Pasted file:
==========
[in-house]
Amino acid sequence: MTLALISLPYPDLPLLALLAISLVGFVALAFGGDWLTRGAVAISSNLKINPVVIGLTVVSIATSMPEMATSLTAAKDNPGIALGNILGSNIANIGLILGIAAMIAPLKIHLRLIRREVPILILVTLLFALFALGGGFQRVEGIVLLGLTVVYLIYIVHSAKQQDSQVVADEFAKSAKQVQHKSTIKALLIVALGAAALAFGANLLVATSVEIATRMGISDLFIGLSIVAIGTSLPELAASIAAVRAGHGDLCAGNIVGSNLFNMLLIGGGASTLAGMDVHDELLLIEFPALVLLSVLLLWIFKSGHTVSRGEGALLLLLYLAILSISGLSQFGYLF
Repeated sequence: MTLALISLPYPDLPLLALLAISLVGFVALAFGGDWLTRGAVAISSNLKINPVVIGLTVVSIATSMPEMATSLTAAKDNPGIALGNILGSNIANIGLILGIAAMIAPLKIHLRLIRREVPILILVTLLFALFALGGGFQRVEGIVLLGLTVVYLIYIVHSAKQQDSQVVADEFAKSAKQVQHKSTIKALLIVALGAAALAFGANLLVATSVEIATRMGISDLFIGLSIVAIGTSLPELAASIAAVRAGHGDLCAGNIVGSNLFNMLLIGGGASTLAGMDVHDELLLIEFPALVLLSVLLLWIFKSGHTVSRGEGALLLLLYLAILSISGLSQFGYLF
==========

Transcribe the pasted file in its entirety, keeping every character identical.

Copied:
[in-house]
Amino acid sequence: MTLALISLPYPDLPLLALLAISLVGFVALAFGGDWLTRGAVAISSNLKINPVVIGLTVVSIATSMPEMATSLTAAKDNPGIALGNILGSNIANIGLILGIAAMIAPLKIHLRLIRREVPILILVTLLFALFALGGGFQRVEGIVLLGLTVVYLIYIVHSAKQQDSQVVADEFAKSAKQVQHKSTIKALLIVALGAAALAFGANLLVATSVEIATRMGISDLFIGLSIVAIGTSLPELAASIAAVRAGHGDLCAGNIVGSNLFNMLLIGGGASTLAGMDVHDELLLIEFPALVLLSVLLLWIFKSGHTVSRGEGALLLLLYLAILSISGLSQFGYLF
Repeated sequence: MTLALISLPYPDLPLLALLAISLVGFVALAFGGDWLTRGAVAISSNLKINPVVIGLTVVSIATSMPEMATSLTAAKDNPGIALGNILGSNIANIGLILGIAAMIAPLKIHLRLIRREVPILILVTLLFALFALGGGFQRVEGIVLLGLTVVYLIYIVHSAKQQDSQVVADEFAKSAKQVQHKSTIKALLIVALGAAALAFGANLLVATSVEIATRMGISDLFIGLSIVAIGTSLPELAASIAAVRAGHGDLCAGNIVGSNLFNMLLIGGGASTLAGMDVHDELLLIEFPALVLLSVLLLWIFKSGHTVSRGEGALLLLLYLAILSISGLSQFGYLF